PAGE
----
This is a best option for longer, all-day rides, which usually wind their way through the countryside with a stop or two in local villages and lunch. All your equipment is provided, and you don't have to worry about planning a route or navigating: just follow your guide and enjoy the views. Lunch is either a prepared picnic or a stop at a restaurant along the way, and the route can be a circle, bringing you back to your starting point, or one way with a van service to transport you back to the meeting point or your hotel. This is by far the most enjoyable and user-friendly way to experience the countryside on two wheels.

Best routes


The perfect ride varies from person to person, depending upon their fitness level, interests, and experience. An avid, fit cyclist may love an all-day ride through the mountains, a more casual cyclist is happy to pedal the rolling countryside, and the beginner or family delighted to explore the center of a small city.

Mountain Rides
The towering peaks of the Dolomites beckon to cyclists from around the world, and you can bike along the winding Alpine roads through the mountain passes, from the town of Bolzano up to the Seiser Alm plateau, or take your bike on the lift from Cortina d’Ampezzo for a thrilling ride back down along the bike trails. The Dolomites also boasts one of the longest bike paths in the world, the “Lunga Via delle Dolomite”.

For a ride that combines lovely mountains with incredible food and wine, Piemonte at the foot of the Alps has rolling vineyards, hilltowns, and Alpine scenery. You can tackle the peaks and stop for wine tastings, a hearty lunch of truffles from Alba, and some famous local chocolate. There are a number of bike paths in Piemonte, but most routes connecting towns and wineries run along country roads.

Countryside Rides
If you'd like a less strenuous itinerary that includes beautiful countryside and picturesque towns, Tuscany and Umbria are perfect choices. There are stretches in both the regions with challenging hills and relatively easy valleys, so you can tweak your route to your ability, and the slow pace of life and sparse traffic in the countryside take much of the stress out of the ride.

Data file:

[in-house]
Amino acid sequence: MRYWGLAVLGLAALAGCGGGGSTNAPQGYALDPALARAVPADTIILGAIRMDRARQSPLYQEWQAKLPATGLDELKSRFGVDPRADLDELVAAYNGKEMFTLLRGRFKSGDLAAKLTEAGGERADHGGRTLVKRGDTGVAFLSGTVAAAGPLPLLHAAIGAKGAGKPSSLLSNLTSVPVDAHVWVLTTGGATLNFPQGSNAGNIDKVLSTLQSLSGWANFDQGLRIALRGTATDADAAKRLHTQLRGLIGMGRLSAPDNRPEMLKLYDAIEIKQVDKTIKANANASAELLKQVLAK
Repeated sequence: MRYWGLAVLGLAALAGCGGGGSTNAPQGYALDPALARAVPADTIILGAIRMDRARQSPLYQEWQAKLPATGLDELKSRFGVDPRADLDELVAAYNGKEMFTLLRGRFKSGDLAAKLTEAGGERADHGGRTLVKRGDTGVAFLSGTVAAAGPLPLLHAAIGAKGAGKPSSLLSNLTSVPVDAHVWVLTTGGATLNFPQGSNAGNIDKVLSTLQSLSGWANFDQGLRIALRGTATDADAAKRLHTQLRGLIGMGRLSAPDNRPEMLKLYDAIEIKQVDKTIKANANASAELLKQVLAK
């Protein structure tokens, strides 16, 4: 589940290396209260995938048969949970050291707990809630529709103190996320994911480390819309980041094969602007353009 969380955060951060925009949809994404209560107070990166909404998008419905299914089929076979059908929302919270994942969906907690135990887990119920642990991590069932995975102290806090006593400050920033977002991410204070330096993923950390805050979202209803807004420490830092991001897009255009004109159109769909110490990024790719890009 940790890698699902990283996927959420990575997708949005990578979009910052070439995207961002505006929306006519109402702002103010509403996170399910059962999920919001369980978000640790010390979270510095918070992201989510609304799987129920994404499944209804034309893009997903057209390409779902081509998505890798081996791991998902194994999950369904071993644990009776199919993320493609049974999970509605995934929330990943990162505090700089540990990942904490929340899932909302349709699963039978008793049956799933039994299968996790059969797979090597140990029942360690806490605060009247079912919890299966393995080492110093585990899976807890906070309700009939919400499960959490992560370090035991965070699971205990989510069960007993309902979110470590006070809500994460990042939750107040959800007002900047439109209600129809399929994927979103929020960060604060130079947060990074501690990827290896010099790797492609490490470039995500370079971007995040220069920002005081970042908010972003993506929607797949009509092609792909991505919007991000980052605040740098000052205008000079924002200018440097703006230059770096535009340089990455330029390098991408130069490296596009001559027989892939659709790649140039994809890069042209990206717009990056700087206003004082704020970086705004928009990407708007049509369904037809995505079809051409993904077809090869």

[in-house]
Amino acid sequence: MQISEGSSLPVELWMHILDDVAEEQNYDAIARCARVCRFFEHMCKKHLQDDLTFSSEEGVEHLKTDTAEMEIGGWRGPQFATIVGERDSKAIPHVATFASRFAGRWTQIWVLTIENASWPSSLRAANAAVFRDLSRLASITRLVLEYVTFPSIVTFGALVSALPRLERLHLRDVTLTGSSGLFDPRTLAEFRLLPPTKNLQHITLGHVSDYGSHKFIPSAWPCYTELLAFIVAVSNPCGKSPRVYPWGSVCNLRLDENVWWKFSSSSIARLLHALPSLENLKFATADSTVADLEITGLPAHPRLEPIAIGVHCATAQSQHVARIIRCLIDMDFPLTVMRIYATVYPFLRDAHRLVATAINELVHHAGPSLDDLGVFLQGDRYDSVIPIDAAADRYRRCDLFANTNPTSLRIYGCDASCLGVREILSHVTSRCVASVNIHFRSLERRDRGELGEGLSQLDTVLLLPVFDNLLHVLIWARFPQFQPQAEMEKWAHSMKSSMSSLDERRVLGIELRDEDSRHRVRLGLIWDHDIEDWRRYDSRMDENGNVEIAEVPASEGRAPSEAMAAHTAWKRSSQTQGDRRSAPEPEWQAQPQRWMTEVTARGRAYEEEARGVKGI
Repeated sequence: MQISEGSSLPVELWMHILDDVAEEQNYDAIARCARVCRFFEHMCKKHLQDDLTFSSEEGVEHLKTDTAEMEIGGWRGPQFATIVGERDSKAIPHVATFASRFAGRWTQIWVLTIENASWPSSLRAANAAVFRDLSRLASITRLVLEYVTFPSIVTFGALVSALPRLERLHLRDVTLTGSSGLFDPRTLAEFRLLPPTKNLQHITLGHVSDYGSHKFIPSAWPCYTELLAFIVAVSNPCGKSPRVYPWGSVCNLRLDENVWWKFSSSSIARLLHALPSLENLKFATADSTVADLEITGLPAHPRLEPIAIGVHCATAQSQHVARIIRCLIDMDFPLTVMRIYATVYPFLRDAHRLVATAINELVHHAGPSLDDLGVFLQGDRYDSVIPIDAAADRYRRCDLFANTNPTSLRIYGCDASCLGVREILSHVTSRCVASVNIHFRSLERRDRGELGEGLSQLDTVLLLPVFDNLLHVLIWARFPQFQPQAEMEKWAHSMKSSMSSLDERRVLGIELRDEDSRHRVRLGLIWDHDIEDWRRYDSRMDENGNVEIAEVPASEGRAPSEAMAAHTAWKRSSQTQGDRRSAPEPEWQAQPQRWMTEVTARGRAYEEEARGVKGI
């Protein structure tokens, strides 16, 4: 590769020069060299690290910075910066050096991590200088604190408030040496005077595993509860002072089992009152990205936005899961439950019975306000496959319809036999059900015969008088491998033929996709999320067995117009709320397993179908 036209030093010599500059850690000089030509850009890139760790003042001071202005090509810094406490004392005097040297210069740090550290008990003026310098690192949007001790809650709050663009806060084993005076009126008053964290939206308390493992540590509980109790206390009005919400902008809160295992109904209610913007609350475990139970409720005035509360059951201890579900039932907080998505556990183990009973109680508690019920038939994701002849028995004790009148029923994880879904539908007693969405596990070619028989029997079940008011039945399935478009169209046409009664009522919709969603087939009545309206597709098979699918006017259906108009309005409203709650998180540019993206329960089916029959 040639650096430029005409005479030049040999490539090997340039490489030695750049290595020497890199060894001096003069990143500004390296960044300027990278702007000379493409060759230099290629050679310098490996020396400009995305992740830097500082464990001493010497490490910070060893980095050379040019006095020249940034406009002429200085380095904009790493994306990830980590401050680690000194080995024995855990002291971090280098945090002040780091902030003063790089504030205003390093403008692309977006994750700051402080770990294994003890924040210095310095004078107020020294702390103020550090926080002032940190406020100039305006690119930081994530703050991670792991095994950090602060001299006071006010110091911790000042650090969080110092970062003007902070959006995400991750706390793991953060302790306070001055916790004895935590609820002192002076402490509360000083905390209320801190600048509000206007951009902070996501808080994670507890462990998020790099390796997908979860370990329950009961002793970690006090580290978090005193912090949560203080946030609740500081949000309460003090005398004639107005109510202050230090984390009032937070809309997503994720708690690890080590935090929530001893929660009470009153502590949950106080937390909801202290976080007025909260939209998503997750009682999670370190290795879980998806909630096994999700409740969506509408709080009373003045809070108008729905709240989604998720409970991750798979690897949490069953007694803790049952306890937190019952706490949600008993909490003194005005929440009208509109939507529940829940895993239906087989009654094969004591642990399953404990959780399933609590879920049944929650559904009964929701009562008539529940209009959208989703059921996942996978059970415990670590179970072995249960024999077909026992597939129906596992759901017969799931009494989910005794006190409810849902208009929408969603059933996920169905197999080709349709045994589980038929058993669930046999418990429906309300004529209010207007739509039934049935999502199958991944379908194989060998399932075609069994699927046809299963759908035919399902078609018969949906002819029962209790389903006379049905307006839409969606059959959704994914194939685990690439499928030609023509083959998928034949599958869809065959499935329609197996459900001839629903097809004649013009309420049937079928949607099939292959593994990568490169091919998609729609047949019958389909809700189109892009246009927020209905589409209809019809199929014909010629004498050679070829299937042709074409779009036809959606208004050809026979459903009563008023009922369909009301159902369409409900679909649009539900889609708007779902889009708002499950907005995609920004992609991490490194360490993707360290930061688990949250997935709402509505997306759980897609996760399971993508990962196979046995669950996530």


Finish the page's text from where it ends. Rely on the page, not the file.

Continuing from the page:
One of the prettiest areas of Tuscany to ride through is Mugello, known for its villas, churches, and breathtaking - in the literal sense, at times - hills. In Umbria, the valley route below Assisi passing through the rolling wine country between Montefalco and Bevagna and climbing up to Spello is fairly easy and rewardingly scenic. For a more challenging, but unforgettable, ride, the former rail line between Spoleto and Norcia is now a hiking and biking route, and dotted with trestle bridges and tunnels along the way.

Urban Rides
There is much talk of exploring Italy's major cities, including Rome, Florence, and Venice, by bike, but we don't recommend biking in these dense urban areas. Between dodging the heavy traffic, crowds of tourists, and badly parked cars, it's hard to enjoy the beauty their historic centers have to offer. Instead, opt for a smaller city or provincial town with a large enough center to justify exploring by bike, but less hectic motor and foot traffic.

street-bike-florence-italy-cr-brian-dore(Photo by Concierge in Umbria via Flickr)

One of the loveliest towns to bike around is Lucca, in Tuscany. One of Italy’s cycling capitals, Lucca has a perfectly proportioned center, easily navigated on two wheels, and imposing Medieval town walls, on top of which runs a 4-kilometer loop perfect for cycling. Other towns which offer a great center for a two hour ride are Verona, Bologna, Ravenna, Mantua, and Lecce.


Related posts:
So You Want to Hike in Italy...
Staying Fit while Traveling in Italy
Italy's Picture Perfect Wheels

Contributor: Rebecca Winke

Concierge in Umbria